Lovecraft Country by Matt Ruff
My rating: 4 of 5 stars
Lovecraft Country: where the monsters play second fiddle to the racism.
Atticus Turner’s family has a secret link to the powerful Braithwhite family. The Braithwhites are part of a sect of natural philosophers, and they have designs on Atticus, his family, and his friends. Each of them are playing a part in Caleb Braithwhite’s plan [spoilers]which is, shock-horror, to take over the world… that is to say the USA[/spoilers]. Can Atticus and his kin triumph, even in Jim Crow America’s Lovecraft Country?
I think I was about two chapters in when I remarked how good this book was. Ruff’s weaving together of (US) black history and Lovecraftian themes made for compelling reading. Reading it in 2020 after Black Lives Matter has swept across much of the global north was a timely reminder of how there is still a lot to be done.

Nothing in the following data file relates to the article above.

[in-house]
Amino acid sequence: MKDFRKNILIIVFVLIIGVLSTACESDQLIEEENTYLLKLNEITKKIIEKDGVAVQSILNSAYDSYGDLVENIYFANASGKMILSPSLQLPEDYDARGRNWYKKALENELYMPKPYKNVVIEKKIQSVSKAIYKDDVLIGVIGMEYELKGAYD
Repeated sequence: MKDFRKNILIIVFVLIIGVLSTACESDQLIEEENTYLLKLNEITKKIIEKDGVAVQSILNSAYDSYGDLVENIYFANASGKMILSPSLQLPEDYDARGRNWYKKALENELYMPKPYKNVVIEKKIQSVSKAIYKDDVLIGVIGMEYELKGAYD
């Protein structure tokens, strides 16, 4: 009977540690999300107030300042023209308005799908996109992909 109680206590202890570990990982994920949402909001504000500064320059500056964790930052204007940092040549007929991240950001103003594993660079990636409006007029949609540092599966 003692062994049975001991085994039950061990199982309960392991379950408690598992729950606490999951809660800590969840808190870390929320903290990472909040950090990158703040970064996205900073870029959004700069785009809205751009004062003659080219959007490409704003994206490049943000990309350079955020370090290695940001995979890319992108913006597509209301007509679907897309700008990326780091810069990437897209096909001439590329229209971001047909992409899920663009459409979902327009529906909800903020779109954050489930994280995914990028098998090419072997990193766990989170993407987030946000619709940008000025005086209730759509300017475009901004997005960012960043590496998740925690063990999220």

It was odd having to remind myself that many of the things in this book actually happened. Okay, I’m not entirely convinced that someone has figured out how to create a portal between worlds, but white people deciding to kill their new black neighbours because they are afraid of the impact on their house value, that was (is??) a thing.
The only real flaws for me was that there were a few sections that felt unnecessary (e.g. Rose’s new job) and that the racism could feel a bit off. This latter point is about how Ruff is telling us all what it was like to be black in America. It is hard for me to judge how accurate the handling of this was, as I’m not old or black enough to really understand, and the same could be said of Ruff. I wonder how historically accurate this story is – the racism, not the secret society of rich white guys using their power and influence to control the world, which is obviously bang on.
I think any flaws can be forgiven thanks to the payoff of the climactic scene. Weaving all of the narrative and thematic elements together for a single dialogue exchange was damned near as good an ending as you could hope for.
Lovecraft Country is well worth reading.